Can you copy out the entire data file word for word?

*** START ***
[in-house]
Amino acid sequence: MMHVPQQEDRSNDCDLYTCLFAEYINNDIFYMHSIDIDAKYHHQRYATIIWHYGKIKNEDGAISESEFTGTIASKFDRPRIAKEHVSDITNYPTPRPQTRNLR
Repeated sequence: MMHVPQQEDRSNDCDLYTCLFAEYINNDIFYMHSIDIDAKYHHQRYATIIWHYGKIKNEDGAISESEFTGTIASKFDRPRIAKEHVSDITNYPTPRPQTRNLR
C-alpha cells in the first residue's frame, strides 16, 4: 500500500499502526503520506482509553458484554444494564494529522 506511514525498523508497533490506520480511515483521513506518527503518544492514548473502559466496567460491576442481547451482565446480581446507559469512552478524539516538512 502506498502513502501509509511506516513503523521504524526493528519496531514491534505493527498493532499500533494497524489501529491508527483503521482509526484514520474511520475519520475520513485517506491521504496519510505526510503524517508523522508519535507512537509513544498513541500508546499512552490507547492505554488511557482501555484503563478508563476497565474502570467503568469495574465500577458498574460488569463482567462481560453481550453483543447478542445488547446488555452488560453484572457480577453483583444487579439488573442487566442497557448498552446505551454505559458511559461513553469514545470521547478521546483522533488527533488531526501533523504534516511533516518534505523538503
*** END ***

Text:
[in-house]
Amino acid sequence: MMHVPQQEDRSNDCDLYTCLFAEYINNDIFYMHSIDIDAKYHHQRYATIIWHYGKIKNEDGAISESEFTGTIASKFDRPRIAKEHVSDITNYPTPRPQTRNLR
Repeated sequence: MMHVPQQEDRSNDCDLYTCLFAEYINNDIFYMHSIDIDAKYHHQRYATIIWHYGKIKNEDGAISESEFTGTIASKFDRPRIAKEHVSDITNYPTPRPQTRNLR
C-alpha cells in the first residue's frame, strides 16, 4: 500500500499502526503520506482509553458484554444494564494529522 506511514525498523508497533490506520480511515483521513506518527503518544492514548473502559466496567460491576442481547451482565446480581446507559469512552478524539516538512 502506498502513502501509509511506516513503523521504524526493528519496531514491534505493527498493532499500533494497524489501529491508527483503521482509526484514520474511520475519520475520513485517506491521504496519510505526510503524517508523522508519535507512537509513544498513541500508546499512552490507547492505554488511557482501555484503563478508563476497565474502570467503568469495574465500577458498574460488569463482567462481560453481550453483543447478542445488547446488555452488560453484572457480577453483583444487579439488573442487566442497557448498552446505551454505559458511559461513553469514545470521547478521546483522533488527533488531526501533523504534516511533516518534505523538503